• by masklinn (823351) <slashdot.org@PER ... .net minus punct> on Monday August 07, 2006 @03:55PM (#15861011)

    Failed, Time Machine is a per-file backup and versioning for every single user file.

    The only things that "have it" are fully journaling filesystems and full-blown version control systems (think Subversion).

    System Restore doesn't come even close.

  • Re:I agree (Score:3, Informative)

    by 99BottlesOfBeerInMyF (813746) on Monday August 07, 2006 @04:02PM (#15861052)

    Okay I don't know what level of expertise you have with non-Windows OS's so I'll assume none and go from there. Say you want to launch photoshop. In Windows you go to the start menu or the Windows explorer, navigate to it and run it. To do this you use the mouse. It takes more time than you think, since when you're using the mouse, you concentration is focused. If you actually watch someone else do it, this takes a little time, but nothing to unreasonable, unless they actually have to hunt through menus to find it, like they sometimes do. For the few programs you use most frequently, say top 10, Windows has them right there for you. And maybe you remember the locations of the next ten most common. Then there are the ones you rarely use which you actually have to hunt for in the start menu, maybe in Start->Programs->Utilities->Ubisoft->Monkey.exe or something.

    On OS X the search feature is fast enough that it is easier to just use it for everything including launching most applications. Sort of the way Google is faster than trying 3 URLs before finding some company's fairly obvious domain name. You hit cmd-space and type the first few letters of the application or file name. then you use the arrow keys to select it (usually the top item) and hit enter. The whole thing is really, really fast when you try it, much faster than using the start menu in Windows. The recent items feature refines this slightly, so that if you have say 15 images beginning with the same letters, it will pull them up, but put the most recent ones on top. This is not the most recent 10 items you've used, but the most recent 10 items beginning with whatever letters you entered. The granularity and the interface mechanism are the difference.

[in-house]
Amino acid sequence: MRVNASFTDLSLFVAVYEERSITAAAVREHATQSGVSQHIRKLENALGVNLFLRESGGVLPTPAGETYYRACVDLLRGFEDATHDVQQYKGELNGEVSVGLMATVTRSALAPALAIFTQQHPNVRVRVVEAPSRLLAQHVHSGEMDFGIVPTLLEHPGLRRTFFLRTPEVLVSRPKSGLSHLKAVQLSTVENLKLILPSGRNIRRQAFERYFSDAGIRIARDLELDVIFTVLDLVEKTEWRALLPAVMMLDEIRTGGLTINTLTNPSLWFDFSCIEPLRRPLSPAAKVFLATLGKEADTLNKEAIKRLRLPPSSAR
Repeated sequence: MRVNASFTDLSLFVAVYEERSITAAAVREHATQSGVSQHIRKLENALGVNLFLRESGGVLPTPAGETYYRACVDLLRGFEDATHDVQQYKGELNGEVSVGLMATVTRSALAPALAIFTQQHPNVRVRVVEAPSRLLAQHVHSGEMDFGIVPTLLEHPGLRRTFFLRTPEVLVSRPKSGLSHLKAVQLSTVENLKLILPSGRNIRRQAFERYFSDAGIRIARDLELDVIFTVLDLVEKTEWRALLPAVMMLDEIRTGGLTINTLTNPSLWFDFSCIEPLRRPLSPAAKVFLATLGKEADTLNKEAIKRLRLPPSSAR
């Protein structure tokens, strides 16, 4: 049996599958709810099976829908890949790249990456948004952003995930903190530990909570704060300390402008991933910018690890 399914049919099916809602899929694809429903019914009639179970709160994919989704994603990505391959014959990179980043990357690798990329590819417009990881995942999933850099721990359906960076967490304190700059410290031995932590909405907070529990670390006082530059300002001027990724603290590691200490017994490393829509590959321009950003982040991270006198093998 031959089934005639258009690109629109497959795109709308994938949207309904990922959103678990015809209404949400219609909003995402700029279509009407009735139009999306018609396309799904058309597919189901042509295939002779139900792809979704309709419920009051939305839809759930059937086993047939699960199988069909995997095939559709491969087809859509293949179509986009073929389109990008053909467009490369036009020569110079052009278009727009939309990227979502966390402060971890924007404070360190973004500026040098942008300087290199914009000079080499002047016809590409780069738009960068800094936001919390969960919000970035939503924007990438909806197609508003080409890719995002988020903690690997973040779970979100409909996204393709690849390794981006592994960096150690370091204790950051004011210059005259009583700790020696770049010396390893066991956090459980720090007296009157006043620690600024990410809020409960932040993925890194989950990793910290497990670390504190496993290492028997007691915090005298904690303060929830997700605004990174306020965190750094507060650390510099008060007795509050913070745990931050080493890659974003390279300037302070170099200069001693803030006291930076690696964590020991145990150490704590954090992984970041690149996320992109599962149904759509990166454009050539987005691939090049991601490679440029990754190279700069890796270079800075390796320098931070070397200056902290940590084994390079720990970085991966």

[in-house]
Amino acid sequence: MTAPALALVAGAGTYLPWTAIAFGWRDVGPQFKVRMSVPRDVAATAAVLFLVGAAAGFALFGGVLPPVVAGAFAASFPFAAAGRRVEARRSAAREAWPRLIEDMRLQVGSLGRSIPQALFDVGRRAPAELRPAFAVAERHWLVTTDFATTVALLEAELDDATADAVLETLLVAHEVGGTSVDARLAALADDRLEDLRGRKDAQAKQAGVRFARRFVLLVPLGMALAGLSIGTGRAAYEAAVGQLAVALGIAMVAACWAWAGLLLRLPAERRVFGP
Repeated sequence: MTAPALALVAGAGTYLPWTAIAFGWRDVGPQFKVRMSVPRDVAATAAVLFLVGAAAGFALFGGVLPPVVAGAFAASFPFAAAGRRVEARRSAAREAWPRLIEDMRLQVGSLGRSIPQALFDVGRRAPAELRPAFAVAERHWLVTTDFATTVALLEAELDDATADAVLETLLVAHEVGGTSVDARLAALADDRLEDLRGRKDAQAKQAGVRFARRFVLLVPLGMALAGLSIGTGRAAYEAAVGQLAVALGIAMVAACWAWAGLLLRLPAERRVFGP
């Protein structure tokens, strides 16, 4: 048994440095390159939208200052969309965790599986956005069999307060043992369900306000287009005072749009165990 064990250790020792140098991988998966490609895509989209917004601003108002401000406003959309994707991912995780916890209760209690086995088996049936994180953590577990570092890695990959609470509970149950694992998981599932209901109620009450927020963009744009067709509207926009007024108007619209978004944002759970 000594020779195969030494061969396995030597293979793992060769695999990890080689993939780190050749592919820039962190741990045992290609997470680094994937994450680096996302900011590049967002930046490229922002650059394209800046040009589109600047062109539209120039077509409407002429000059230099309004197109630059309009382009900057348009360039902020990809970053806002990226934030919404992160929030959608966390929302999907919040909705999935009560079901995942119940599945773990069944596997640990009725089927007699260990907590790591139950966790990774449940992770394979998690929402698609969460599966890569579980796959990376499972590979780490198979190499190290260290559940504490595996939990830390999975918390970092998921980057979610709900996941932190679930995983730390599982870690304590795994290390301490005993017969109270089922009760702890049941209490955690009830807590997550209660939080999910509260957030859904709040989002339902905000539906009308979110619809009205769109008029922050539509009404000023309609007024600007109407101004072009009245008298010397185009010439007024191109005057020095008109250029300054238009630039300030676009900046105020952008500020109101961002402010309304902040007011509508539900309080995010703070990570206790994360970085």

All in all this is pretty cool, unless you don't have any idea what the name or contents of the file or program you are looking for are, then you have to fall back to using it like a traditional search (with content) or use the hierarchical directories for organization. I personally find it useful to organize my files and folders in a start menu like way, for when I want to launch that audio editing app whose name I don't recall at all. Then I just right-click on the icon on my dock and navigate to Audio and select it. Both methods are better for different instances, but they are not the same thing by any means. I hope that helps to clarify it for you.

  • by BlueStraggler (765543) on Monday August 07, 2006 @04:11PM (#15861106)

    the whole "time machine" which is really just a versioning system from the looks of it. VMS had that years and years ago, it's nothing new.

    VMS versioning was a "never overwrite" system, not a real versioning system as we understand the term today. Time Machine fuses the concept of a modern versioning system with automated backup and recovery. I've been doing something similar to Time Machine on my Mac Powerbook, using CVS to make remote backups of certain working directories to a server, which lets me recover not only by date, but also recover deleted files (which VMS versioning does not, or at least did not in the early 90s, last I used it). Time Machine promises to make this slicker because it autocommits (no more losing intermediate versions between commits), and makes rollbacks a lot easier.